Canine First Aid Course  – Live Webinar

Canine First Aid Certificate

 

22nd July 2020 at 12 Noon BST

 

Key Information

Course Fees

£14.95​​​​​​​


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Online Webinar

Understand the basic principles of first aid for dogs
Understand how to handle an injured dog
Understand how to use an improvised first aid equipment
Understand how to administer CPR

Online Webinar


This online Webinar is relevant for anyone working with dogs in a veterinary, animal hydrotherapy, animal charity or private business capacity as well as for dog owners.


First Aid training must be kept up to date and this course can also be undertaken as a refresher/update course for professionals or CPD training.

Students will learn about the principles of first aid and the main purpose of first aid.  The course covers many types of injury/illness, what should be done in the event of heavy bleeding, electrocution, broken limb, heat stroke, hypothermia, resuscitation, CPR, road traffic accidents, choking, drowning, shock etc. 

Students will learn how to transport an injured dog, canine bandaging, muzzling, common sources of poison in the house and garden, bites and stings, fits and much more. This intensive course also includes information about wounds and how to apply dressings. Learn how to improvise items such as stretchers, splints & muzzles and restrain, carry and transport injured canines.

The course provides the theory and will include demonstrations ofmwhat you would do in the event of an emergency and includes hydrotherapy first aid scenarios.


Canine First Aid Course Information


Whether you are a dog owner or a professional working with dogs, having a good understanding of canine first aid and how to administer emergency treatment is essential.


This course covers the objectives and rules of first aid, what should be included in a first aid kit and in creating a safe environment. It also shows methods of improvising items such as muzzles, stretchers and splints and explains how to carry or restrain injured animals.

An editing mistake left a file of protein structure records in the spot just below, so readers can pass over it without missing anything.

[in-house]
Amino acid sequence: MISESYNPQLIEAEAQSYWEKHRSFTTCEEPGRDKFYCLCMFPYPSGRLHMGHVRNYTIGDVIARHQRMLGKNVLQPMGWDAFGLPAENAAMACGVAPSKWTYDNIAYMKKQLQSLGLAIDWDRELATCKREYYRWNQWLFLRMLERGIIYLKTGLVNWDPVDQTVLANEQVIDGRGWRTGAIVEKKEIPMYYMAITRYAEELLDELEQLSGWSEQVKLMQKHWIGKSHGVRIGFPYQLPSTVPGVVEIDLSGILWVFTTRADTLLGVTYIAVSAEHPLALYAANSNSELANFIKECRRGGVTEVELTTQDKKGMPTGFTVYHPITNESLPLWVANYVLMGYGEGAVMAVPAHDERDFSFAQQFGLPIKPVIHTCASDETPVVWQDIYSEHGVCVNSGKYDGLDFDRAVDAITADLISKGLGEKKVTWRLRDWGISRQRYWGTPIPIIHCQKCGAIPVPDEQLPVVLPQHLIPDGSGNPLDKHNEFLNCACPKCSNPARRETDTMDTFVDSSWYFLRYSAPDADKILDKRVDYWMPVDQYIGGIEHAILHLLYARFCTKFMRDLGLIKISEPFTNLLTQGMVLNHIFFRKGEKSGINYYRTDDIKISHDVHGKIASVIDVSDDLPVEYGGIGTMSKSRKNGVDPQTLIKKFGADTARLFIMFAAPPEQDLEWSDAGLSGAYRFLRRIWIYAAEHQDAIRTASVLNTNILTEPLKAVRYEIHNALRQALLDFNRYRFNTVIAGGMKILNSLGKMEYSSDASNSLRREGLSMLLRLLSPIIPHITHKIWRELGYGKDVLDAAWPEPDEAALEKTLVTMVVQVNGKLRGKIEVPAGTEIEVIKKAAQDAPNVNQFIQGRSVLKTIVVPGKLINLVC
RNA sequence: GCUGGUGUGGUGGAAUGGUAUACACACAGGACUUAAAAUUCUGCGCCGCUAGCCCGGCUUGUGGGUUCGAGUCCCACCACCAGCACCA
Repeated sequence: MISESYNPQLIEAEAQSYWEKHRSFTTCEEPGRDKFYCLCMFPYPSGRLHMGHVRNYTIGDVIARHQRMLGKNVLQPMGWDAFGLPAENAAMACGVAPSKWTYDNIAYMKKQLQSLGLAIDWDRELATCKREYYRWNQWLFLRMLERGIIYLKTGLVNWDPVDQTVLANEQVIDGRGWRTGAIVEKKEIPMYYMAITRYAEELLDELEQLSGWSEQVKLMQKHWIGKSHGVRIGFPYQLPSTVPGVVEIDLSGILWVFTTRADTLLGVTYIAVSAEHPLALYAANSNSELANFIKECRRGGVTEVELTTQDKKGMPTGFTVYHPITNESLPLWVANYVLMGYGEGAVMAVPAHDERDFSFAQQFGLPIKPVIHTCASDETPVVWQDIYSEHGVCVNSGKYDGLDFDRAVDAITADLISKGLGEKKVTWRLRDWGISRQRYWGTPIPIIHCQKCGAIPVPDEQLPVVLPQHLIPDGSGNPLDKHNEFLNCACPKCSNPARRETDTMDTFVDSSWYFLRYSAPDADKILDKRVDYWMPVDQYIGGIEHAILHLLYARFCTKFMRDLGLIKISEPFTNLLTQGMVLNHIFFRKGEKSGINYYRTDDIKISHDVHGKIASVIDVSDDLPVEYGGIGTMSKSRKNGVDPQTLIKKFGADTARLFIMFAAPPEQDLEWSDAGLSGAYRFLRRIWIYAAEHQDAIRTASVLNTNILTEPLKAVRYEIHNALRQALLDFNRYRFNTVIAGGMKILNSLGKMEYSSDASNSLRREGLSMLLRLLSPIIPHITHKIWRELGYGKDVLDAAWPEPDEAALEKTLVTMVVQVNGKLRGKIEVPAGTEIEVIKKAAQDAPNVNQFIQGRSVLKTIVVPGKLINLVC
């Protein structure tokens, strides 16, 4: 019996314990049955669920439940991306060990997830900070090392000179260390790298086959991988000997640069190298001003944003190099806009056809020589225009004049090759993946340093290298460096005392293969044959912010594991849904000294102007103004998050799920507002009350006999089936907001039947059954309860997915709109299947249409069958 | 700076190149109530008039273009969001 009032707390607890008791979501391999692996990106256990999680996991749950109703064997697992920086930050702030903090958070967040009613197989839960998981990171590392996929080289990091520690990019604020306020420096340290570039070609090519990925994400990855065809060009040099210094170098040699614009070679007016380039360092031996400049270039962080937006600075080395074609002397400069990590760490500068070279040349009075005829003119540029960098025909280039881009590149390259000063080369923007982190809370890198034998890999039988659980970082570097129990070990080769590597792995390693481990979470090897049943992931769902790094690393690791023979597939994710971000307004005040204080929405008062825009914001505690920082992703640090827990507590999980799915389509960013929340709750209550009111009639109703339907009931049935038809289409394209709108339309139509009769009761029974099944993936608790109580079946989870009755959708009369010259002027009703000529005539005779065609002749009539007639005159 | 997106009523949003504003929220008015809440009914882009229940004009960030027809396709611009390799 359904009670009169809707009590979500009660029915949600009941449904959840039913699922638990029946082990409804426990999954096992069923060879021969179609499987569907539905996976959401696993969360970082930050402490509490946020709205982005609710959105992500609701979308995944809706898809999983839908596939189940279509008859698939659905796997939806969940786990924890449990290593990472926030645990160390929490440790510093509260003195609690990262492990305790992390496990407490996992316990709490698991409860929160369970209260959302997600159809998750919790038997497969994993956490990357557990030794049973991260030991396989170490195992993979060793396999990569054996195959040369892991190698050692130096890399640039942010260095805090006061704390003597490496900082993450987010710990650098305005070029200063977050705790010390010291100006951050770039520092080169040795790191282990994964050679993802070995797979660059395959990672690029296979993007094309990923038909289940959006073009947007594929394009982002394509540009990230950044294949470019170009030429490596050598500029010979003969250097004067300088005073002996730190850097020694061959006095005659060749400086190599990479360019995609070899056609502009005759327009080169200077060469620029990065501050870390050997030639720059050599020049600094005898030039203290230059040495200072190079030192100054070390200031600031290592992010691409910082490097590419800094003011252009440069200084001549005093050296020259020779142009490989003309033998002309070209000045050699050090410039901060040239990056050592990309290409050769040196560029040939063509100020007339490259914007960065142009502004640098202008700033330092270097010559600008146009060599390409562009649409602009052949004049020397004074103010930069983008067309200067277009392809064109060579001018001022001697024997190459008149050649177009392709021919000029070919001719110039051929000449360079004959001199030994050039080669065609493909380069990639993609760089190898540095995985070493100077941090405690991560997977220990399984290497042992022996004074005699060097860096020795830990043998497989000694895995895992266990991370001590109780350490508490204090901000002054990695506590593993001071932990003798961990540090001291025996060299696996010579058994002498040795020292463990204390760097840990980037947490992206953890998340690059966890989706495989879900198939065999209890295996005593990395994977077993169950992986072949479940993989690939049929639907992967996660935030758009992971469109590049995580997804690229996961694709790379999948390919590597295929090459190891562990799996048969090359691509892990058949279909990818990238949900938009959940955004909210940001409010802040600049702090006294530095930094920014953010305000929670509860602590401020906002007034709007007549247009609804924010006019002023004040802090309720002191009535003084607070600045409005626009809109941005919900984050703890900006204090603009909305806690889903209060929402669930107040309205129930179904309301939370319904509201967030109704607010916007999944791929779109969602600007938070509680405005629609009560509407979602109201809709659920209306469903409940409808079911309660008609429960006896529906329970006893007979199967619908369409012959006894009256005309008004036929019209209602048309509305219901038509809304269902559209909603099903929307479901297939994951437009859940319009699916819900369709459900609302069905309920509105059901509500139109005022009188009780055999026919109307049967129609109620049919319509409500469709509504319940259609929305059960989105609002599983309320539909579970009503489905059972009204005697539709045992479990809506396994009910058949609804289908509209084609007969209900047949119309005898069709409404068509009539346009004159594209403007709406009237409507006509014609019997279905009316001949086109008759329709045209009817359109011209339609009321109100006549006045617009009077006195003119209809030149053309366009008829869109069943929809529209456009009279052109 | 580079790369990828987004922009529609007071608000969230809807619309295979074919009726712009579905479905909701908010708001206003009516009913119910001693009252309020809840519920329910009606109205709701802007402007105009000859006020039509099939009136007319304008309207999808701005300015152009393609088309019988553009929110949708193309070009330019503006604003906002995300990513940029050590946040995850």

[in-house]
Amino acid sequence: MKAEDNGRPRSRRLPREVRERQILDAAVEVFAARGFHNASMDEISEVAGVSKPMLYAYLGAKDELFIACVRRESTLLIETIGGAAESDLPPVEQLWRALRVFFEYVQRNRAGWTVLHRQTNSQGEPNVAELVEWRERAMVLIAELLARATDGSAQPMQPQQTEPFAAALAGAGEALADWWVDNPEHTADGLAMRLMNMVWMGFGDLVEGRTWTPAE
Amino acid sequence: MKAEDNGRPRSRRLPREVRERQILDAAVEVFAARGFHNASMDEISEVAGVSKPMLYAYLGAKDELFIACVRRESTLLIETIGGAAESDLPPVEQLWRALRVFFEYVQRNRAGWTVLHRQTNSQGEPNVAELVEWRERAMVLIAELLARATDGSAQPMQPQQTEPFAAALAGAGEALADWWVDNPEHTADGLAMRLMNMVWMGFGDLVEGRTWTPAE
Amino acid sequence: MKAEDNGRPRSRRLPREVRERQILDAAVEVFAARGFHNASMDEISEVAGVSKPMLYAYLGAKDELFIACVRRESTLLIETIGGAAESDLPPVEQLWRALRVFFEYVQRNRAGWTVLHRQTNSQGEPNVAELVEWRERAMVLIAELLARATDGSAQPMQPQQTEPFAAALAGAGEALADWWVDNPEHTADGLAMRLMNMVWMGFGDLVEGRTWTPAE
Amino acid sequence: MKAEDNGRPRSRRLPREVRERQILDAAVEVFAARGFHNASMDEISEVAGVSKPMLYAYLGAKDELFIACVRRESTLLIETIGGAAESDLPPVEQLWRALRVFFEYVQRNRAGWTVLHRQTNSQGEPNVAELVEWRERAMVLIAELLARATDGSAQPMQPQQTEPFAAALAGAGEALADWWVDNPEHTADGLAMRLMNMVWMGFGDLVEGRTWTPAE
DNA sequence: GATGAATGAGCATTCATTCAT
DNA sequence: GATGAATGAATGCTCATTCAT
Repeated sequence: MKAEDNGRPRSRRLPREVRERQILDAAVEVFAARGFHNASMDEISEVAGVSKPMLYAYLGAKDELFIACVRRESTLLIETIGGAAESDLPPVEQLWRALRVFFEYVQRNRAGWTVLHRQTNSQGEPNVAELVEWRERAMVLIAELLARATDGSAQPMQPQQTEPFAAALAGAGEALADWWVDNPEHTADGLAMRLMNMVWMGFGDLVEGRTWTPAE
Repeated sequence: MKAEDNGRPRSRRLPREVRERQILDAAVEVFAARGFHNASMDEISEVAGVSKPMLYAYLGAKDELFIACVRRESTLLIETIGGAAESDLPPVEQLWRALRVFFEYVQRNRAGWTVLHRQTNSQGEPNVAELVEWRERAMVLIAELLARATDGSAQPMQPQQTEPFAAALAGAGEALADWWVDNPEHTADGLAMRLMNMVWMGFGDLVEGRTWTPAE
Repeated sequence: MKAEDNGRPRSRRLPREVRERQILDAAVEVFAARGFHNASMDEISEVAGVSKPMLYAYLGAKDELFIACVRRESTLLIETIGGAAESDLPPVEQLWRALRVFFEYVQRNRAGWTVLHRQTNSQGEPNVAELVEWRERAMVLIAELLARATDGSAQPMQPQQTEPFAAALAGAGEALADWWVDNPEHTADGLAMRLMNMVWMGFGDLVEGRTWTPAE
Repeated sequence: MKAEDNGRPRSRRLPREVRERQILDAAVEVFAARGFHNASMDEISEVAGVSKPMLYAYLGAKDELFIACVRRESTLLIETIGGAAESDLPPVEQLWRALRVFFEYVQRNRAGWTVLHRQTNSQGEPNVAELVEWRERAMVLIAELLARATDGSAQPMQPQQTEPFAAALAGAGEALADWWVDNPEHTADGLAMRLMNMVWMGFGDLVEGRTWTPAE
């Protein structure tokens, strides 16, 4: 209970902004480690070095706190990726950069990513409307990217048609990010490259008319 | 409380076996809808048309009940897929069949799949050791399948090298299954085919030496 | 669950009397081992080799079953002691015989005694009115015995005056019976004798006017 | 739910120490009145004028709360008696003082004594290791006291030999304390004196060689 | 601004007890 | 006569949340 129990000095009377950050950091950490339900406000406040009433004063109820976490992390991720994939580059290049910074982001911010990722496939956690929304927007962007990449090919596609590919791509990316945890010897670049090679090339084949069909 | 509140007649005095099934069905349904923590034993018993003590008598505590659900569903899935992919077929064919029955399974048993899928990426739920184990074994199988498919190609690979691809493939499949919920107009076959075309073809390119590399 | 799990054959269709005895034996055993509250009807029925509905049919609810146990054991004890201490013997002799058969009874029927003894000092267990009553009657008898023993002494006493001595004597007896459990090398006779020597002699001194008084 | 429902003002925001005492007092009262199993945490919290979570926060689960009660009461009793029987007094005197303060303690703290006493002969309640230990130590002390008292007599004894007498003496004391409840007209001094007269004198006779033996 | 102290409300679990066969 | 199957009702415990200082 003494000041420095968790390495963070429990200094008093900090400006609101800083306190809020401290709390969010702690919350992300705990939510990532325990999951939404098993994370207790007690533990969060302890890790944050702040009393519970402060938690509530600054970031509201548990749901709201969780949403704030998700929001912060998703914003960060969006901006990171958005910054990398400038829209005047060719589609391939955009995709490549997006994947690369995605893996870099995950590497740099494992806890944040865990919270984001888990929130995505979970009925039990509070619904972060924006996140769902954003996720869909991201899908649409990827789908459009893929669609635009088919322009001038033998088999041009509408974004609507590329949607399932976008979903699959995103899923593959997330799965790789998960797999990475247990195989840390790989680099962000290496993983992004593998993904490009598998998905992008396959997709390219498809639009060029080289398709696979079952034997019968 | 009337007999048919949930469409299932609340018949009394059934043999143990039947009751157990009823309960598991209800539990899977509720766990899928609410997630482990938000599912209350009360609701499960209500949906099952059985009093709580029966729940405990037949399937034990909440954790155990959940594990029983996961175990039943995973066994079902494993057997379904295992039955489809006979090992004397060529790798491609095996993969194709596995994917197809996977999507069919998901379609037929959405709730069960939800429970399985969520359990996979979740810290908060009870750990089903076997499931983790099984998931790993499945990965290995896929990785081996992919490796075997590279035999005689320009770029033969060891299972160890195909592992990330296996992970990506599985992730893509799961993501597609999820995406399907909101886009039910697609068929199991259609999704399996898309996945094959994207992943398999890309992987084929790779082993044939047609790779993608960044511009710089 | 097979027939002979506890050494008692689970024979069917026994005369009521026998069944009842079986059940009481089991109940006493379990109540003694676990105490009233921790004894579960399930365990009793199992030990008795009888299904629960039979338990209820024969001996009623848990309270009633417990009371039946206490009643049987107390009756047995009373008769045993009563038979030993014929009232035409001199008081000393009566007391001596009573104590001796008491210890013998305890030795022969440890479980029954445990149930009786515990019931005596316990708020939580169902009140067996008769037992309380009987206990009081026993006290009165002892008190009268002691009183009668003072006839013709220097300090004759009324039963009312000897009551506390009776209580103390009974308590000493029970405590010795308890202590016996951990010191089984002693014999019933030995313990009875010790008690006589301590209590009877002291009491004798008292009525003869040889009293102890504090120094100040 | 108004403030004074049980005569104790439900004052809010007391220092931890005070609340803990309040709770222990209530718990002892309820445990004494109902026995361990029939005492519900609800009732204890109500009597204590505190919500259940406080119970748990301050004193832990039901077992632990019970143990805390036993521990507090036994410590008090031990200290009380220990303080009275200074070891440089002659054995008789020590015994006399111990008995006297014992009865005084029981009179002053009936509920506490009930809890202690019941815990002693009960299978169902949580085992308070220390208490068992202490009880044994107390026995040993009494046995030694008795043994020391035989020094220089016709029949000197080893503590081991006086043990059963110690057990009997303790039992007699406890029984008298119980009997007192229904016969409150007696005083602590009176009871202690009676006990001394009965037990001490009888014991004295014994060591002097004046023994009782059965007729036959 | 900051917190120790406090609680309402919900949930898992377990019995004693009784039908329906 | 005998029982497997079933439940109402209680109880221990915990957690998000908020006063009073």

The course includes drowning, vomiting and diarrhoea, poisoning, what should be in your first aid kit, and medical emergencies such as bloat. The course also covers burns, bites and stings, shock, electrocution, choking, how to administer CPR including checking a dogs pulse and breathing.

We take a look at various types of fits, hyperthermia and hypothermia and how to restrain and bandage an injured dog and various options for carrying an injured dog. You will practice various dressings for different types of injury.


First Aid actions are only the initial responses to an emergency and should not be thought of as the only actions to take that will ensure the dog’s welfare.  


Following the webinar, there will be a short quiz to confirm your knowledge.


Animal Courses Direct accepts no liability or responsibility for practical placements advertised on our website; placements are carried out entirely at the user's own risk and students are required to sign our waiver form and obtain their own travel insurance. Where a deposit is requested, this is non refundable. Students are required to pay course fees in full prior to attending the practical placement. Practical placement dates may change and are subject to availability, please see our T&Cs. 

A vet treating an injured paw

Canine First Aid 

 

“First Aid” is the initial steps taken following an accident, illness or injury. First aid does not mean making a diagnosis or giving any medication

Carry out a risk assessment to assess danger to the animal and yourself – is it a suitable place for first aid treatment or can the animal be moved?

 

In most instances the best actions for first aid of a serious injury are:

 

Reducing blood flow from a bleed

 

Notifying the veterinary surgery

 

Restraining the animal for transport

 

Maintaining the animal’s body temperature

 

Transporting the animal to a veterinary surgery

 

Emergency treatment and first aid for animals should never be used as a substitute for veterinary care. But it may save a dog’s life before you can get them to a veterinary surgeon.